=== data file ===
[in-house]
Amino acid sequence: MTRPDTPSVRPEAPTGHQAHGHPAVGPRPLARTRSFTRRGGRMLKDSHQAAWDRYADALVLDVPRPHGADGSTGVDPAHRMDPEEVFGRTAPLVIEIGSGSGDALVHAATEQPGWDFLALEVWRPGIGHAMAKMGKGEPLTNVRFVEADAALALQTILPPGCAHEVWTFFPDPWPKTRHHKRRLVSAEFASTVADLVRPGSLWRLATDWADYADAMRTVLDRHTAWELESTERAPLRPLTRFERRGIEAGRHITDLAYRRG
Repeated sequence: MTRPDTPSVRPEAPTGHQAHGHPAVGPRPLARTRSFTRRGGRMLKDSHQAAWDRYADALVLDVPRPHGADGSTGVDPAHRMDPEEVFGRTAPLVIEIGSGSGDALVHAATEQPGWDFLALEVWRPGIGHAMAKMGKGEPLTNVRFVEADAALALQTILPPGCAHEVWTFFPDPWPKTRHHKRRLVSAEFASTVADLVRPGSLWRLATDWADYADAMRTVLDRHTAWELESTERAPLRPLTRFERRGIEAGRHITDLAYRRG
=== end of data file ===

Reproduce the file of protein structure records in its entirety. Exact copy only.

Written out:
[in-house]
Amino acid sequence: MTRPDTPSVRPEAPTGHQAHGHPAVGPRPLARTRSFTRRGGRMLKDSHQAAWDRYADALVLDVPRPHGADGSTGVDPAHRMDPEEVFGRTAPLVIEIGSGSGDALVHAATEQPGWDFLALEVWRPGIGHAMAKMGKGEPLTNVRFVEADAALALQTILPPGCAHEVWTFFPDPWPKTRHHKRRLVSAEFASTVADLVRPGSLWRLATDWADYADAMRTVLDRHTAWELESTERAPLRPLTRFERRGIEAGRHITDLAYRRG
Repeated sequence: MTRPDTPSVRPEAPTGHQAHGHPAVGPRPLARTRSFTRRGGRMLKDSHQAAWDRYADALVLDVPRPHGADGSTGVDPAHRMDPEEVFGRTAPLVIEIGSGSGDALVHAATEQPGWDFLALEVWRPGIGHAMAKMGKGEPLTNVRFVEADAALALQTILPPGCAHEVWTFFPDPWPKTRHHKRRLVSAEFASTVADLVRPGSLWRLATDWADYADAMRTVLDRHTAWELESTERAPLRPLTRFERRGIEAGRHITDLAYRRG